Specialist commercial lawyer Amy Peacey looks at some of the implications of Brexit since the transition period ended, particularly on businesses importing and exporting goods.
The recent end of the transition period has brought the reality of Brexit into sharp focus for any business moving goods to and from the EU. Since 1 January 2021 EU law has ceased to apply in the UK, but, so far at least, the practical impact of Brexit on business has been commercial, not legal. Legislation has been passed to retain most existing EU law as UK domestic law, with wide powers for the Government to amend this going forward. The immediate issues facing business relate to arrangements for trade with the EU. Signed on 24 December 2020, the UK and EU trade relationship is now governed by the EU-UK Trade and Cooperation Agreement (TCA).
Under the TCA things are very different. The UK is now a “third country” and, consequently, the EU/UK trading relationship is subject to more restrictions and red tape. Most organisations will be affected to some degree; clearly, businesses with suppliers and/or customers in the EU must get to grips with the paperwork and compliance processes required under the new rules. A practical challenge for SMEs may be adapting to new requirements in relation to customs declarations, duties and taxes.
What are the key issues for import and export of goods?
· Preferential treatment – The TCA facilitates tariff free trade between the UK and EU, but this only applies to goods which comply with TCA rules of origin i.e. that the goods originate in the EU or UK. There are detailed provisions for determining where components are made and where products are assembled, which must be proved by obtaining a supplier’s declaration. In addition, in order to import or export goods to and from the EU, businesses require an economic operators’ registration and identification number (EORI).
· New customs regime – Customs declarations are required for imports and exports. Now operating as a “third country”, a UK business importing goods from any EU country must complete detailed customs forms and comply with a customs regime. Although such compliance will be familiar to businesses used to importing goods from outside the EU e.g. China or the US, this is a new requirement for trade with the EU.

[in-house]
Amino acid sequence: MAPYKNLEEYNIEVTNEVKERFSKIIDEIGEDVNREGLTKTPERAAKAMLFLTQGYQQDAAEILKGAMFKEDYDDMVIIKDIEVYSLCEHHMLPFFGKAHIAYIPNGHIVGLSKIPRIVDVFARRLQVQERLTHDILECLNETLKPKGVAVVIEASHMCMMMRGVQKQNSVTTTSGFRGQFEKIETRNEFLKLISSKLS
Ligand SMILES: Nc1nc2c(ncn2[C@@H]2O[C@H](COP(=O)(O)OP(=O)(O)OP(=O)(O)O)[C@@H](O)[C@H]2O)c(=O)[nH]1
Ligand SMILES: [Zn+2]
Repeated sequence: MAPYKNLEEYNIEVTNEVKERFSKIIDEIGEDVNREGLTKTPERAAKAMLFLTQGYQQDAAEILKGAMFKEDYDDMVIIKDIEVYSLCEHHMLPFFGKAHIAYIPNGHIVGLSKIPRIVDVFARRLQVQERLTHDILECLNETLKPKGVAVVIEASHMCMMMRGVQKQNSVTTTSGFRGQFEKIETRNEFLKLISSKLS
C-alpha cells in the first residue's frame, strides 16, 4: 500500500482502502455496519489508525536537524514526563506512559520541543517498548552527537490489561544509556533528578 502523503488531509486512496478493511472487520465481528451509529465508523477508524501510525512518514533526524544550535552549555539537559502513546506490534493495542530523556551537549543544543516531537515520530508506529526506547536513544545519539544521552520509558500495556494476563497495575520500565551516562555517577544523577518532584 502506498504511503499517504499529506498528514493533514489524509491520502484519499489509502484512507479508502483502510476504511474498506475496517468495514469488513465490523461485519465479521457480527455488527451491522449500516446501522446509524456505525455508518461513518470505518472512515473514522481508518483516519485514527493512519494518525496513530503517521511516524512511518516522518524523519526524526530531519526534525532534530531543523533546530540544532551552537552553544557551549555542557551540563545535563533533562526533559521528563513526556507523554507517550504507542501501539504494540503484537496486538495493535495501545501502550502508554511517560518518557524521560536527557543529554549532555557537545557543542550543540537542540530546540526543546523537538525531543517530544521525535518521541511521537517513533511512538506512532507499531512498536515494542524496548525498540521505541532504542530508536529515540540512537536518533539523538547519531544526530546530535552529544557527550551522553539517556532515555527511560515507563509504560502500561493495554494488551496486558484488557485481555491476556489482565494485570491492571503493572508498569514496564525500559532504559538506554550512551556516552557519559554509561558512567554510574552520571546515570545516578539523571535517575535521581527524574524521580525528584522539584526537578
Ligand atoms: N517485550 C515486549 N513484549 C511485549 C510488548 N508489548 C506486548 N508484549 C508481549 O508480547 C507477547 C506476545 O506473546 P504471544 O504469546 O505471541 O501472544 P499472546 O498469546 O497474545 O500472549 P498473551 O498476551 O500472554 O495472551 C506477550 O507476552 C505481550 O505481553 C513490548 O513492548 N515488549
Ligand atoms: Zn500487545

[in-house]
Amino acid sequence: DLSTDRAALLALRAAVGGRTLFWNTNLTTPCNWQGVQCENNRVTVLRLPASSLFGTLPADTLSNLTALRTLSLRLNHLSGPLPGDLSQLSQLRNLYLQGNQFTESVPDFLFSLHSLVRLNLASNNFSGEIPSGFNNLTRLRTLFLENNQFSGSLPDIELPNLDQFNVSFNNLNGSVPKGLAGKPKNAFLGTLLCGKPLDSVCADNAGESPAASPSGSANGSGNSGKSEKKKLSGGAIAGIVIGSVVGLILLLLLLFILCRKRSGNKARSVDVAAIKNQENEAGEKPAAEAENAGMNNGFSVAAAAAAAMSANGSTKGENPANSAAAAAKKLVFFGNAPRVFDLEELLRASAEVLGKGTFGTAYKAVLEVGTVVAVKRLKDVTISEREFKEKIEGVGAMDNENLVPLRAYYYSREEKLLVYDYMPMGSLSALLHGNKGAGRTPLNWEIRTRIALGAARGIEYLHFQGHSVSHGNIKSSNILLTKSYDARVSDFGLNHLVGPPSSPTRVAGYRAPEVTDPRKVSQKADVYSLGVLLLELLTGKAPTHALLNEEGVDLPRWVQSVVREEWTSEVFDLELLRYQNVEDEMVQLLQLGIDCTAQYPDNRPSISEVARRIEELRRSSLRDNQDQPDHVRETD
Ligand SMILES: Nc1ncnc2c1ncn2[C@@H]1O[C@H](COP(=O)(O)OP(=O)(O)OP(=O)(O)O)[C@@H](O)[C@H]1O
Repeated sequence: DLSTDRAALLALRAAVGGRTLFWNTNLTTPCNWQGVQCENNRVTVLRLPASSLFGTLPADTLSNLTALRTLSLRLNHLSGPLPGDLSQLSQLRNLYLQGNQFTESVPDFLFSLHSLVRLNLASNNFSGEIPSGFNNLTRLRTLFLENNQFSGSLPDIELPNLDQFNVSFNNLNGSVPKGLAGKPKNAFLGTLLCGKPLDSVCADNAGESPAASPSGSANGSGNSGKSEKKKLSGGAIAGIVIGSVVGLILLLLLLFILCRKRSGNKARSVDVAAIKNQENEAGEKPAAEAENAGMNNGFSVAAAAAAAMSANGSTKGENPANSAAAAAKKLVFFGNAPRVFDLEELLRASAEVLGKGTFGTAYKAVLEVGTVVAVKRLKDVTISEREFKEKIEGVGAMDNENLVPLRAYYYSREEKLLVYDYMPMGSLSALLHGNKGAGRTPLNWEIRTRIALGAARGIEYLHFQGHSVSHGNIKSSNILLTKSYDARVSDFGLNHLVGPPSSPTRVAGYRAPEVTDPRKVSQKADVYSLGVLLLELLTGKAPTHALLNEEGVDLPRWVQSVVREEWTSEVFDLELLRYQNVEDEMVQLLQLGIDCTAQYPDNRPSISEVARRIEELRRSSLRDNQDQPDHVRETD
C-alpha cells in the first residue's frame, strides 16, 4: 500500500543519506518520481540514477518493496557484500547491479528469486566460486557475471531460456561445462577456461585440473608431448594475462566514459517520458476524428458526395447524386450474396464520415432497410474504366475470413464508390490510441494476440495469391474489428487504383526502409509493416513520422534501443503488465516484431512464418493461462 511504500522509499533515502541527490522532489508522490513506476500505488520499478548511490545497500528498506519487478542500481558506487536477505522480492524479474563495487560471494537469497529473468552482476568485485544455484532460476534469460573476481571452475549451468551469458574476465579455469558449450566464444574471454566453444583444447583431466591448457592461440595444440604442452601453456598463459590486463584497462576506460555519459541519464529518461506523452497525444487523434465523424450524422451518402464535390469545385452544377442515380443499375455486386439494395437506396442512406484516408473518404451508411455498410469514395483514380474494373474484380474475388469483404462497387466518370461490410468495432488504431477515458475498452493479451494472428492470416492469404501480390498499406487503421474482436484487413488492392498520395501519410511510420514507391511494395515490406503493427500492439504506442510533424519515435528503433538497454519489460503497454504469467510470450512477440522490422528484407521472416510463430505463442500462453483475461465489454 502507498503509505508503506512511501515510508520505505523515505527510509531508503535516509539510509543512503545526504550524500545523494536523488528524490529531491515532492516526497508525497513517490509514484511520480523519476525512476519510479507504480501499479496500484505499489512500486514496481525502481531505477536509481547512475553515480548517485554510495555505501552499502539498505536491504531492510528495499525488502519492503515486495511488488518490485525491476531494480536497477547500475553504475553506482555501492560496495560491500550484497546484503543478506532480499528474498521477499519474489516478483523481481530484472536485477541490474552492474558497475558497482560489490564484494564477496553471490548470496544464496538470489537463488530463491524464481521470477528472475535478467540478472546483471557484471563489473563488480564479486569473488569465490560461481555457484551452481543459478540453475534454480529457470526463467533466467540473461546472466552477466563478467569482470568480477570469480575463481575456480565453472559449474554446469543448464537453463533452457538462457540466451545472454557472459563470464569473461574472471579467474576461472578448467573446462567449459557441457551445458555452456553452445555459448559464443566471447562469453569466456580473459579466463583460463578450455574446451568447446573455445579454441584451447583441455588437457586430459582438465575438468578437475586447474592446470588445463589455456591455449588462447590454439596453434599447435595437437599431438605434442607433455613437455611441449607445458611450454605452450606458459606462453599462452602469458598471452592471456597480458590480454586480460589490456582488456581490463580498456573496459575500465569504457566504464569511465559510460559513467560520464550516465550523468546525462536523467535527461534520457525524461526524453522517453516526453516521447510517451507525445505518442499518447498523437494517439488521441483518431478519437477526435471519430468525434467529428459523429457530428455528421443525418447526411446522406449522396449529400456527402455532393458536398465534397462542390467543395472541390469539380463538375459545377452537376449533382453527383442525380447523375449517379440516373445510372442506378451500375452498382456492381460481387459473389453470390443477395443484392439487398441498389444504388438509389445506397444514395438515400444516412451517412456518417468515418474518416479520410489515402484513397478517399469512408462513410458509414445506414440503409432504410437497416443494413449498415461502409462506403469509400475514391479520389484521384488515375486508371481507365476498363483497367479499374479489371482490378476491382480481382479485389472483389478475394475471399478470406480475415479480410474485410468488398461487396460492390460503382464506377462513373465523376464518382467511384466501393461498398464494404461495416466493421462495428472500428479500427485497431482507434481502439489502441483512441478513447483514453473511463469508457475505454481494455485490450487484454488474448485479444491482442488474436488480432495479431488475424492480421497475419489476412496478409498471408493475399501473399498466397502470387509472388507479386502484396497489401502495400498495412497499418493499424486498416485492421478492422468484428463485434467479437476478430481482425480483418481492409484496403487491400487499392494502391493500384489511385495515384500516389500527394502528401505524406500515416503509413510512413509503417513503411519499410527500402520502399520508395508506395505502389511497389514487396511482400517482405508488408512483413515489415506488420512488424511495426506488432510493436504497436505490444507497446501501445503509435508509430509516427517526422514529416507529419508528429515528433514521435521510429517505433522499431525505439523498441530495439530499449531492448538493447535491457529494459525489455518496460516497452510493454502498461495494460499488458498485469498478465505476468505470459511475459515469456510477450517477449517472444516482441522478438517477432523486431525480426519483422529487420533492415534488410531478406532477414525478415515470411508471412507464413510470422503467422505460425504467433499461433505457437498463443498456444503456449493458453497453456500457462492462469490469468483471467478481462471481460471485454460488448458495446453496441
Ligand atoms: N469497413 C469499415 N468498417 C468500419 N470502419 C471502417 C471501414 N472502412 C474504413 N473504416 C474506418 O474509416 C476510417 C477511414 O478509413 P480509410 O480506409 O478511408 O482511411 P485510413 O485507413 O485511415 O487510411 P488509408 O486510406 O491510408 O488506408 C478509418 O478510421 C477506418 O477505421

· VAT – the rules relating to imports and exports to and from the EU have changed and the special rules that related to trade with EU countries no longer apply.
· Product standards – The TCA provides no agreement for cross border product standards or regulation. Essentially compliance with regulations in the EU and UK is necessary if goods are to be offered for sale in both markets.
· Packaging and labelling – product labelling and marking requirements have changed. Businesses need to update product labels to ensure dual compliance if goods are to be sold both in the UK and EU.
Understanding the practical implications and ensuring compliance with the new regime is essential and businesses face a steep learning curve over the next few months as they adapt to the new trading environment.
Amy Peacey is a Senior Associate at Clarke Willmott LLP. She specialises in advising businesses on all matters relating to commercial contracts, including compliance with data protection legislation.
Clarke Willmott is a national law firm with offices in Birmingham, Bristol, Cardiff, London, Manchester, Southampton and Taunton.
For more information visit www.clarkewillmott.com